THURSDAY, March 1, 2007 (HealthDay News) -- Many American stroke patients have cholesterol levels higher than the national guidelines. And a number of these people may not have had a stroke if their cholesterol had been properly managed, a new study says.
Researchers found that 27 percent of 1,040 people hospitalized for stroke or transient ischemic attack (TIA, a short-term reduction in blood flow to the brain) had cholesterol levels higher than national guidelines.
"If this high cholesterol had been recognized and the guidelines been followed, then 93 percent of these people would have been treated with cholesterol-lowering drugs," Dr. Eric E. Smith, of the Massachusetts General Hospital Stroke Service in Boston, said in a prepared statement.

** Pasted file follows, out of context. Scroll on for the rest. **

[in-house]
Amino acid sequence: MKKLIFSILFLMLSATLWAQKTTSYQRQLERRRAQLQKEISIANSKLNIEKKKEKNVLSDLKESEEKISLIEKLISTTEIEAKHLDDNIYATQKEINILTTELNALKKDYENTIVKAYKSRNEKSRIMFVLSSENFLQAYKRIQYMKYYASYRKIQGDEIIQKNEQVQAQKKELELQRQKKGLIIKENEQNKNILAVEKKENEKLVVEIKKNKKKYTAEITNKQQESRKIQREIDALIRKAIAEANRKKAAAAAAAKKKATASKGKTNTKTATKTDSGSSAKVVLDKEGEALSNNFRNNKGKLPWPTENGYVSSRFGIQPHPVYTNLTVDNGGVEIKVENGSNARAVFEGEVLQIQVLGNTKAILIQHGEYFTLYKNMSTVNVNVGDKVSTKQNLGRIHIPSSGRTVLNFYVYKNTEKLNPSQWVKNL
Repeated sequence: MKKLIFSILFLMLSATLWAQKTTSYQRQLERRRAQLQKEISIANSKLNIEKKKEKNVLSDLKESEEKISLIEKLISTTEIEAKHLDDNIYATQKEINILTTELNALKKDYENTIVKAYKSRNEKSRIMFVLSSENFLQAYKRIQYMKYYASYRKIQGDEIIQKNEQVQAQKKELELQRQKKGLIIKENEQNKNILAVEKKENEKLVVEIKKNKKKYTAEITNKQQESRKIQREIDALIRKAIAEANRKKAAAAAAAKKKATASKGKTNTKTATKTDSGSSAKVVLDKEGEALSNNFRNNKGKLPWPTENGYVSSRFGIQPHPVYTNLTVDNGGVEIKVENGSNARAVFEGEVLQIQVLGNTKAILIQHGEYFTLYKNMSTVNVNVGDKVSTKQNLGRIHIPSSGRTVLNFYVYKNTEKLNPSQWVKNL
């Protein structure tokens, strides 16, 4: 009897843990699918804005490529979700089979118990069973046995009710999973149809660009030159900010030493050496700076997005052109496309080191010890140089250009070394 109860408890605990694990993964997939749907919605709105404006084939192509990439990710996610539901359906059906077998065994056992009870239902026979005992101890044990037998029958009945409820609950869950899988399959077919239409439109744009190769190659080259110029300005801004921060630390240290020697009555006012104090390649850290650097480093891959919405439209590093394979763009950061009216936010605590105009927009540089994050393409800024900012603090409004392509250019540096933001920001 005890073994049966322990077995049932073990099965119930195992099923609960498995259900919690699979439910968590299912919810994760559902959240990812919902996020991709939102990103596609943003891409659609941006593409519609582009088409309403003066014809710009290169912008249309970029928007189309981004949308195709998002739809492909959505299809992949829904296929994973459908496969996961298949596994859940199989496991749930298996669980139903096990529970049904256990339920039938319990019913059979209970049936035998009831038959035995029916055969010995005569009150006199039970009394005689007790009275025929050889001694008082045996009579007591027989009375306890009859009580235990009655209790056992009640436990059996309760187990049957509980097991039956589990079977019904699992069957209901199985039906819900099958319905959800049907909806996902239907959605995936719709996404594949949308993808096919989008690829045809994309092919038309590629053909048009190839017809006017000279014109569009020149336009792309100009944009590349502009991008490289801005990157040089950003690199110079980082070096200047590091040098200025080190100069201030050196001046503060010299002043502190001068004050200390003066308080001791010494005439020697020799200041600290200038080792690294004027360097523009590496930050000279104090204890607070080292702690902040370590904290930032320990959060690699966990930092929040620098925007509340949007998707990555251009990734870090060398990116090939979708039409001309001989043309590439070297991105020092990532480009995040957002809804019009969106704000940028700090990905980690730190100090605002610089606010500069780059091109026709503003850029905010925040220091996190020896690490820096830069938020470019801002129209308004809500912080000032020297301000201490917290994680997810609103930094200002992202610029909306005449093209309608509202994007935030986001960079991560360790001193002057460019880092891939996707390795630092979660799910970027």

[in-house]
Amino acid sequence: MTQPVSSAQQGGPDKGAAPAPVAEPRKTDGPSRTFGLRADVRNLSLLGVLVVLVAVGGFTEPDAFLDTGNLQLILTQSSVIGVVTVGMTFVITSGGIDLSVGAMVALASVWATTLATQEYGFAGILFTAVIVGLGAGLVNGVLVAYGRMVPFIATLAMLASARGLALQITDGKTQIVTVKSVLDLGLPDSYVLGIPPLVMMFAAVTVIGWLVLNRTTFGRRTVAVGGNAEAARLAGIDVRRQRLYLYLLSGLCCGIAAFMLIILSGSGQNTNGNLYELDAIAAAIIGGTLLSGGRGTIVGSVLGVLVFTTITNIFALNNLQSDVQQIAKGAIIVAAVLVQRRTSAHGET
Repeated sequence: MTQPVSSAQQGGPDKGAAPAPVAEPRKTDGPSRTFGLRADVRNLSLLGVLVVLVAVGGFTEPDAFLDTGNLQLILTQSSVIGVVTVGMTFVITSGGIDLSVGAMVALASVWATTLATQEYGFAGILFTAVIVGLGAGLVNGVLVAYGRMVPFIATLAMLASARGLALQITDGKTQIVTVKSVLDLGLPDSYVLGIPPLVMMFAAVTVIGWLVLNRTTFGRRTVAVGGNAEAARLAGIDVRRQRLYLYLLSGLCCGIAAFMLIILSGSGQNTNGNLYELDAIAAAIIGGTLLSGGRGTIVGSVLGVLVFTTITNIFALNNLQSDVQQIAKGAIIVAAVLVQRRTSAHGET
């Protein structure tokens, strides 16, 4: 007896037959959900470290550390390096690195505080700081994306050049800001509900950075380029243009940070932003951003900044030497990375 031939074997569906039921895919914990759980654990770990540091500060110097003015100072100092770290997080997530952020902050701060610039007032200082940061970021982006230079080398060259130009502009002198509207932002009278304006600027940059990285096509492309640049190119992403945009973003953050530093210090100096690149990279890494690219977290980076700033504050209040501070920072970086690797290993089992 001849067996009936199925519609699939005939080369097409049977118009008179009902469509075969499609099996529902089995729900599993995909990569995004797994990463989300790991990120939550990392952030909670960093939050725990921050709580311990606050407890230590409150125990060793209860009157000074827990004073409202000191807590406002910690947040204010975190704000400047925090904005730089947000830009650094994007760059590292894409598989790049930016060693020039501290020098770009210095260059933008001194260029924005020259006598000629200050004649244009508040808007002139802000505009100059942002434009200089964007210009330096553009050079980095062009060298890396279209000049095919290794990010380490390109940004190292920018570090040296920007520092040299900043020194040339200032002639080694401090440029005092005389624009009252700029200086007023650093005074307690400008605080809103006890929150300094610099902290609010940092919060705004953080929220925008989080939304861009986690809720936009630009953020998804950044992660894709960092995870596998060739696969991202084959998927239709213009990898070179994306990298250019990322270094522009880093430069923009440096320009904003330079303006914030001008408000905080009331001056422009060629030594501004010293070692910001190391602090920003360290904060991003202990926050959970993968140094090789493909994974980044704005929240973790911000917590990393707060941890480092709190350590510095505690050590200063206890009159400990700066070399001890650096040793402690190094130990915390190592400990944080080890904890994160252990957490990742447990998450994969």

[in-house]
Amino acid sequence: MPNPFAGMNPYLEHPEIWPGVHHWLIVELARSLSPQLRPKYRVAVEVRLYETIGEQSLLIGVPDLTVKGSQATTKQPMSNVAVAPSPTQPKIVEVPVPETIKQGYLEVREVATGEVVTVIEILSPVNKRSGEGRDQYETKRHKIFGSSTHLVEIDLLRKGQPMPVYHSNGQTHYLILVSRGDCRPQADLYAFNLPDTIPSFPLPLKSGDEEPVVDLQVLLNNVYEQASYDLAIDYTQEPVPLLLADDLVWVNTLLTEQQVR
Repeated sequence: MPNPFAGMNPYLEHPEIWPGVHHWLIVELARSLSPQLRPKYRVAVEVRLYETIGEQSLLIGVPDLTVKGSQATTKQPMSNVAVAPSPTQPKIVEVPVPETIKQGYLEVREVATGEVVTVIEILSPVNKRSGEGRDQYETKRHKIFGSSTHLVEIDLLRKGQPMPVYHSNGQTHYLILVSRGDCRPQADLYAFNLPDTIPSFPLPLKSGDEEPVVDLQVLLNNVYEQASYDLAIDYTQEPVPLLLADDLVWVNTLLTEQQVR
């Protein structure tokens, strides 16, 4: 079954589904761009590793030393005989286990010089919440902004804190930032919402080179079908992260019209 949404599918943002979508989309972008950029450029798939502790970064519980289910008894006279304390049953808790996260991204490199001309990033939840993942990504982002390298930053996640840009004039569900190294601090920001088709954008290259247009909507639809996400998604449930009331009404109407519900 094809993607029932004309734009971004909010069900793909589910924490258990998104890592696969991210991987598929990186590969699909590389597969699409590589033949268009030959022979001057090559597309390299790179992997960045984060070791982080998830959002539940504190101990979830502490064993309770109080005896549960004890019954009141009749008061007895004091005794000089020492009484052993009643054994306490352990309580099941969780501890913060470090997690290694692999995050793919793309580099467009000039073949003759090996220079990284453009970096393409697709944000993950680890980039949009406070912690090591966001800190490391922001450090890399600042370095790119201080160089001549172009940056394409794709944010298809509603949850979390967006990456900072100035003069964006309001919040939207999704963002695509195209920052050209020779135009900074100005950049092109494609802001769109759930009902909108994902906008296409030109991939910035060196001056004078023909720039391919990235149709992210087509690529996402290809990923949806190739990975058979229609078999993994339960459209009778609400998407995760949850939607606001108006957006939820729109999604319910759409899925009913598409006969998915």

"Studies have shown that these drugs reduce the risk of stroke, so it's probable that, if the guidelines had been followed, at least some of these strokes and TIAs would never have happened," Smith said.
The study also found that 30 percent of the stroke/TIA patients previously diagnosed with high cholesterol, and 19 percent of those taking cholesterol-lowering drugs, did not have ideal cholesterol levels, which are based on a person's risk of stroke or heart disease.
"Unfortunately, we found that the people who were at the greatest risk for a stroke or heart attack were also the least likely to be at the guideline-recommended cholesterol levels," Smith said.
He said the study findings suggest that all people hospitalized with stroke or TIA should have their cholesterol levels checked, and those with high levels should be treated to lower their cholesterol.
The study findings were published in the Feb. 27 issue of the journal Neurology.
The U.S. National Institute of Neurological Disorders and Stroke has more about stroke prevention.